Bracing for the worst, but behaving the best: Social anxiety, hostility, and behavioral aggression

C. Nathan DeWall, Julia D. Buckner, Nathaniel M. Lambert, Alex S. Cohen, Frank D. Fincham

Research output: Contribution to journalArticlepeer-review

50 Scopus citations

Abstract

Social anxiety is marked by viewing social interactions as competitive, hypervigilance to signs of social threat, and avoidance of interactions that may result in social rejection. Therefore, social anxiety should relate to: (1) greater hostile feelings toward others, (2) heightened perceptions of hostility in others, and (3) relatively low levels of violence and aggression. To date, however, little is known about these relationships. In four independent non-clinical samples (total N = 2643), we examined relationships between social anxiety, hostility, and aggression using a range of measures that included both self-report and behavioral assessments. In Study 1, social anxiety correlated positively with feeling hostile toward others. In Study 2, social anxiety correlated positively with hostile perceptions of others. In Study 3, social anxiety was related to less positive attitudes toward behaving violently toward one's relationship partner. In Study 4, social anxiety was related to less aggressive behavior, as indicated by less intense and prolonged noise blasts delivered to a fictitious opponent. Taken together, these four studies paint a picture of socially anxious people as bracing for the worst by feeling and perceiving hostility in the social environment, but behaving the best by refraining from aggression and violence.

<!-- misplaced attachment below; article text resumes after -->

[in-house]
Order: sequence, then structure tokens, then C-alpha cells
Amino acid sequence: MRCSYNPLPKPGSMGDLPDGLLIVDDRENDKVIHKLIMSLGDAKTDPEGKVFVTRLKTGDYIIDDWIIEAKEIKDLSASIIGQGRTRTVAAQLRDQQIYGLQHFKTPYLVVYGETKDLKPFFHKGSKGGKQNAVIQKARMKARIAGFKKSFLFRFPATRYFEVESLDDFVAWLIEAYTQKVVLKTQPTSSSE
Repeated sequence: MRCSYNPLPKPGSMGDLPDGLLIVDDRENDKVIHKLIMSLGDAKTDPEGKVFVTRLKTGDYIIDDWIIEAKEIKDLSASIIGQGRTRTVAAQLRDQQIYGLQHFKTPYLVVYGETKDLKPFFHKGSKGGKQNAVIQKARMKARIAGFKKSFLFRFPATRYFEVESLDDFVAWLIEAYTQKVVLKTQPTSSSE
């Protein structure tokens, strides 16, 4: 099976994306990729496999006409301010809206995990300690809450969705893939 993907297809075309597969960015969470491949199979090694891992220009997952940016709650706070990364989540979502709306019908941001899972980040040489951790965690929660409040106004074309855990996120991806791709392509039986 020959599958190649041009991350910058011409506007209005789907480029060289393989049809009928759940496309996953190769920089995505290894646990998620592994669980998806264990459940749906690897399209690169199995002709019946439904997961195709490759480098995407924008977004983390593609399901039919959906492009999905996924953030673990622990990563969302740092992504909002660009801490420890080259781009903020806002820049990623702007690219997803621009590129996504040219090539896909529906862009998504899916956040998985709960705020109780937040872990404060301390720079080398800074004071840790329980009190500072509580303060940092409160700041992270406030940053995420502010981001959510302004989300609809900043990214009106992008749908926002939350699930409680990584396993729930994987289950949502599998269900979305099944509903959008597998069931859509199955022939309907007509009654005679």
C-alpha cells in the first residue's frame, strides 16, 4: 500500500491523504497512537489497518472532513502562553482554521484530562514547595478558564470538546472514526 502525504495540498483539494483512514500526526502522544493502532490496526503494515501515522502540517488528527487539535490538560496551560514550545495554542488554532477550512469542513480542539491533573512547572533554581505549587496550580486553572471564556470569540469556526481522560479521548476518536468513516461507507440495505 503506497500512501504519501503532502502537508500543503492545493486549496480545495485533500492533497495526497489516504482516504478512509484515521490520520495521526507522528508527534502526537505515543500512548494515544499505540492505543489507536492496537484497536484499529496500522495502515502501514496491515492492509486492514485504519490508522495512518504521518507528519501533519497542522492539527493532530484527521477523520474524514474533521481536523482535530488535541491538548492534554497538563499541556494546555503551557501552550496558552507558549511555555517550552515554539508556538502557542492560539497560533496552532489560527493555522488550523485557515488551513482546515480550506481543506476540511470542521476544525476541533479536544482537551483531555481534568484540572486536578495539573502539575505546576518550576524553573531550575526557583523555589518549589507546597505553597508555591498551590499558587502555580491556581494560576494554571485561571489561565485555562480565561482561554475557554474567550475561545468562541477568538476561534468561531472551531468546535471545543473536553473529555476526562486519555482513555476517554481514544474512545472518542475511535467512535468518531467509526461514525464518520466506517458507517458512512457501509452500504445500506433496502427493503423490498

Original languageEnglish
Pages (from-to)260-268
Number of pages9
JournalJournal of Anxiety Disorders
Volume24
Issue number2
DOIs
StatePublished - Mar 2010

Keywords

  • Aggression
  • Anti-social behavior
  • Hostility
  • Social anxiety

ASJC Scopus subject areas

  • Clinical Psychology
  • Psychiatry and Mental health

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